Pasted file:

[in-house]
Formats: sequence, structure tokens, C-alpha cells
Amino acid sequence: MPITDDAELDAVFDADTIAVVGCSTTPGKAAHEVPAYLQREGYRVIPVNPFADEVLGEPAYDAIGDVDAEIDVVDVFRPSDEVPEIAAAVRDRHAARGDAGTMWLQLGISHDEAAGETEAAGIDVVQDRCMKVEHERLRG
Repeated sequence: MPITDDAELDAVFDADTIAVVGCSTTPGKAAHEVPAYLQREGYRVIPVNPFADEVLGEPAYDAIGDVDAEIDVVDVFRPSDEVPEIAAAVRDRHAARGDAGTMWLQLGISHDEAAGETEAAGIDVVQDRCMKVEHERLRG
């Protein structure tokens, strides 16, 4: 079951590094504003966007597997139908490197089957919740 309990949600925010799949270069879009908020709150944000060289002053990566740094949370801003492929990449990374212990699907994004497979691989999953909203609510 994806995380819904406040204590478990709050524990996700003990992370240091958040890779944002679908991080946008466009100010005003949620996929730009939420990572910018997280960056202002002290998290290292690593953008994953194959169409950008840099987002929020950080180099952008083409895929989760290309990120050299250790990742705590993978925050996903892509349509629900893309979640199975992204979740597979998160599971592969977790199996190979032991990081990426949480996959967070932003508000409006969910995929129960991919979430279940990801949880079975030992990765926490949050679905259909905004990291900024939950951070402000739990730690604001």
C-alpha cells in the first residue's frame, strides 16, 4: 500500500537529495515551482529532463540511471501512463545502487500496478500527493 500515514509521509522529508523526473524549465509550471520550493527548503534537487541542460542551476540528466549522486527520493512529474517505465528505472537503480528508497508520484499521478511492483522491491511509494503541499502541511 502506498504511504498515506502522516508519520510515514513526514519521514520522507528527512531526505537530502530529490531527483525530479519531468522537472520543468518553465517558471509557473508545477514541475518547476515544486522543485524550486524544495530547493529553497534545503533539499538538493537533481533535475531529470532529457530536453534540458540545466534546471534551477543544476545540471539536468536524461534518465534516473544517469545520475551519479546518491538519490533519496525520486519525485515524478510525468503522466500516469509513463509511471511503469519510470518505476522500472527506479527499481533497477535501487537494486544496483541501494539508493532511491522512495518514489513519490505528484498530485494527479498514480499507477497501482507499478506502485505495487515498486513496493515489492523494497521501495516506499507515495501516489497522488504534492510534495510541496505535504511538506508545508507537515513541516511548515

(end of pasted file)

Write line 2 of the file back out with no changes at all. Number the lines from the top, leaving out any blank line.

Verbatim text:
Formats: sequence, structure tokens, C-alpha cells